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  1. Pamela Beryl Harriman (née Digby; 20 March 1920 – 5 February 1997), also known as Pamela Churchill Harriman, was an English-born American political activist for the Democratic Party, diplomat, and socialite. She married three important and powerful men, her first husband being Randolph Churchill, the son of prime minister Winston Churchill.

    Pamela Harriman - Wikipedia

    https://en.wikipedia.org/wiki/Pamela_Harriman
  2. Pamela Harriman - Wikipedia

    en.wikipedia.org › wiki › Pamela_Harriman

    Pamela Beryl Harriman (née Digby; 20 March 1920 – 5 February 1997), also known as Pamela Churchill Harriman, was an English-born American political activist for the Democratic Party, diplomat, and socialite. She married three important and powerful men, her first husband being Randolph Churchill, the son of prime minister Winston Churchill.

  3. Pamela Harriman Is Dead at 76; An Ardent Political ...

    www.nytimes.com › 1997/02/06 › world

    Feb 06, 1997 · Pamela Harriman, the United States Ambassador to France, a leading figure in the Democratic Party and for decades one of the most vivacious women on the international scene, died yesterday at the...

    • Marilyn Berger
  4. Shameless Facts About Pamela Harriman, The Last Courtesan

    www.factinate.com › people › facts-pamela-harriman

    Pamela Harriman was a wealthy country girl with big dreams. During a time when women only dreamed of equal opportunity, Pamela used her refined manners and seductive prowess to woo powerful men in high places. Her ambition was tantamount, and by entertaining romances with famous men, she climbed her way to the very top.

  5. Pamela Churchill Harriman, the greatest courtesan of 20th ...

    www.elegancepedia.com › people › pamela

    Feb 02, 1997 · Pamela Beryl Harriman (20 March 1920 – 5 February 1997), also known as Pamela Churchill Harriman, was an English-born American political activist for the Democratic Party, diplomat, and socialite. She was a descendant of the Earls of Leicester and Ilchester and the Dukes of Atholl. She was a first cousin of Lavinia Fitzalan-Howard, Duchess of ...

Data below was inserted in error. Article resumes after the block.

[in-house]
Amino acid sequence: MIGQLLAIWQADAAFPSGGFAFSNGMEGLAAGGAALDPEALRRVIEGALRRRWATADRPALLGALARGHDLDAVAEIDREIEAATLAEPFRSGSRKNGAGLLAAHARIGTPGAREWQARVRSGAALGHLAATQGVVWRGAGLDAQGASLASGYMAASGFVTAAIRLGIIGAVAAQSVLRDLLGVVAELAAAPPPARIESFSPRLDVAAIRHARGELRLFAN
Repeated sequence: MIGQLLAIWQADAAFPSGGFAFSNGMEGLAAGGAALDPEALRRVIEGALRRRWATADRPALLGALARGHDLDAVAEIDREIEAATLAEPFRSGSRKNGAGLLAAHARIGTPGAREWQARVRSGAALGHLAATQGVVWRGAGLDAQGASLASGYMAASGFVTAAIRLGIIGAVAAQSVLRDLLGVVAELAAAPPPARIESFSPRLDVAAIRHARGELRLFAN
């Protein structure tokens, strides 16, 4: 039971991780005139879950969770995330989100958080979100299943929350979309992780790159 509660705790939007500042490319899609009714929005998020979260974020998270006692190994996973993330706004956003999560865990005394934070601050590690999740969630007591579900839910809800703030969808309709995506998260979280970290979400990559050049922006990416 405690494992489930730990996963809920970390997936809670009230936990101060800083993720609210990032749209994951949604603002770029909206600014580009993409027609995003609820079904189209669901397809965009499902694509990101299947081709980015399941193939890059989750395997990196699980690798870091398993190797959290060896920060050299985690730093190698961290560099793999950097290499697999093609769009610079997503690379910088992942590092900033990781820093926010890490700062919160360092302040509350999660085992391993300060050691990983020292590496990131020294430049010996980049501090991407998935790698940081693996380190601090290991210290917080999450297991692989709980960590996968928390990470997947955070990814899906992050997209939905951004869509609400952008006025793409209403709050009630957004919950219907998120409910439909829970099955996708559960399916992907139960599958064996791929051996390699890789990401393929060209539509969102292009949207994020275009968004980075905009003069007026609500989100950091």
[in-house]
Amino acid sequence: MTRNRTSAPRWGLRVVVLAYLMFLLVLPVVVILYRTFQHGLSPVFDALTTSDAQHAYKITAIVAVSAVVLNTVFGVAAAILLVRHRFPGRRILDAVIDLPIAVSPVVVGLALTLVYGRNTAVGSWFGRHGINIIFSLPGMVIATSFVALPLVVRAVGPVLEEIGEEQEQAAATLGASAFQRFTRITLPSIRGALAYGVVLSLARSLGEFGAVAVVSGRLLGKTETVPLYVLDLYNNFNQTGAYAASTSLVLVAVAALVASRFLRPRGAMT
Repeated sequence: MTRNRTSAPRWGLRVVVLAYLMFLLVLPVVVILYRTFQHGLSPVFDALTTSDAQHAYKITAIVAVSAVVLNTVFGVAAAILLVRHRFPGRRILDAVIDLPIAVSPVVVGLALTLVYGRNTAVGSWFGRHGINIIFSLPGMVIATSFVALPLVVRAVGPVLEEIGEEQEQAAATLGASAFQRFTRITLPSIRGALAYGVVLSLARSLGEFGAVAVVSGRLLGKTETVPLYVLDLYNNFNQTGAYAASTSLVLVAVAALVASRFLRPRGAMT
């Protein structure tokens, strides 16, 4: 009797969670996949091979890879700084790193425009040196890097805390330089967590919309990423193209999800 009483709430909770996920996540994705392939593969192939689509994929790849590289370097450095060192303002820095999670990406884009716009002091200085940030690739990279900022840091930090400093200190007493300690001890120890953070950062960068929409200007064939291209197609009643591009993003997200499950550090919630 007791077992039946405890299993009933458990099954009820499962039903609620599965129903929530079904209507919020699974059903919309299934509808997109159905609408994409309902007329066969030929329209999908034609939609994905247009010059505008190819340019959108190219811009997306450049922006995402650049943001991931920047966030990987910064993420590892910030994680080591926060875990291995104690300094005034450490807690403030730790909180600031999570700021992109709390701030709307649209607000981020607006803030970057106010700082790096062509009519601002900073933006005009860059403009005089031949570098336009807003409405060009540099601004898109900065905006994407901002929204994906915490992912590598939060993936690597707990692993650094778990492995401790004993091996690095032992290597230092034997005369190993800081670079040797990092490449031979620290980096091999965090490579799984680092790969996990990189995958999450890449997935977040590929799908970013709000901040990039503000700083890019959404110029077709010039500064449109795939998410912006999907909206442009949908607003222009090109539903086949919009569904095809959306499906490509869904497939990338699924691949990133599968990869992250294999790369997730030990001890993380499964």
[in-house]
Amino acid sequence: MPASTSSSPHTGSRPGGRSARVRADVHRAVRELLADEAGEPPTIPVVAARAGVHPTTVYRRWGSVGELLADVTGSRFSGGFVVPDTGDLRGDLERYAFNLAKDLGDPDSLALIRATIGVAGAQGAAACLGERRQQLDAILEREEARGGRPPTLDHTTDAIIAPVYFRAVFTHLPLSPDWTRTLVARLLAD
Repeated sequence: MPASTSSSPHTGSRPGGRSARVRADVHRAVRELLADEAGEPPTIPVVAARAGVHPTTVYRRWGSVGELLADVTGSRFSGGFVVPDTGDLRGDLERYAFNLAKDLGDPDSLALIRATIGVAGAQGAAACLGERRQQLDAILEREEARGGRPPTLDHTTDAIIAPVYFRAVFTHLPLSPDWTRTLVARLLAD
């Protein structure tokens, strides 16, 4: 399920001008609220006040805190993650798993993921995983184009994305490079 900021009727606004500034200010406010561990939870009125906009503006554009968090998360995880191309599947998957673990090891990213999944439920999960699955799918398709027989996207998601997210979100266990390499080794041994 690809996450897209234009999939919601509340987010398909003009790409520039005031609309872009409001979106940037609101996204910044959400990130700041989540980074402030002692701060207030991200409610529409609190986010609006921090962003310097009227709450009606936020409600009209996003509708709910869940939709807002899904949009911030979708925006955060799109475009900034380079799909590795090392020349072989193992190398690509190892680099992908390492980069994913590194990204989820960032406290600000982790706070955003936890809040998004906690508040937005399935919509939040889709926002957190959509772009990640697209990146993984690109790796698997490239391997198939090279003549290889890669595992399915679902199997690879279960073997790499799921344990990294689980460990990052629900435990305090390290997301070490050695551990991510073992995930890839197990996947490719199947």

6. Pamela Harriman — Wikipedia Republished // WIKI 2

    wiki2.org › en › Pamela_Harriman
    • Early Life
    • Personal Life
    • Political Life
    • in Popular Culture
    • See Also
    • References
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    Pamela Digby was born in Farn­bor­ough, Hamp­shire, Eng­land, the daugh­ter of Ed­ward Digby, 11th Baron Digby, and his wife, Con­stance Pamela Alice, the daugh­ter of Henry Camp­bell Bruce, 2nd Baron Ab­er­dare. She was ed­u­cated by gov­ernesses in the an­ces­tral home at Minterne Magna in Dorset, along with her three younger sib­lings. Her great-great aunt was the nine­teenth-cen­tury ad­ven­turer and cour­te­san Jane Digby(1807–1881), no­to­ri­ous for her ex­otic trav­els and scan­dalous per­sonal life. Pamela was to fol­low in her an­ces­tor's foot­steps, and has been called "the 20th-cen­tury's most in­flu­en­tial courtesan". Raised amid acres of Dorset farm­land and woods, from an early age Pamela was a very good horse­woman. She com­peted at shows at the In­ter­na­tional Olympia, Royal Bath and West Show, and local shows at Dorch­ester and Melplash. She show-jumped a tiny pony called Star­dust that did a clear round at Olympia when every fence was above the an­i­mal's with­e...

    Marriage to Randolph Churchill

    In 1939, while work­ing at the For­eign Of­fice in Lon­don doing French-to-Eng­lish trans­la­tions, Pamela met Ran­dolph Churchill, the son of Win­ston Churchill, and a wom­an­iser and al­co­holic, des­per­ate for a wife, hav­ing al­ready pro­posed to eight women in the space of two weeks. Ran­dolph pro­posed to her on the very evening they met, and they were mar­ried on 4 Oc­to­ber 1939. Two days after Ran­dolph Churchill took his seat in the House of Com­mons, their son Win­ston was born. S...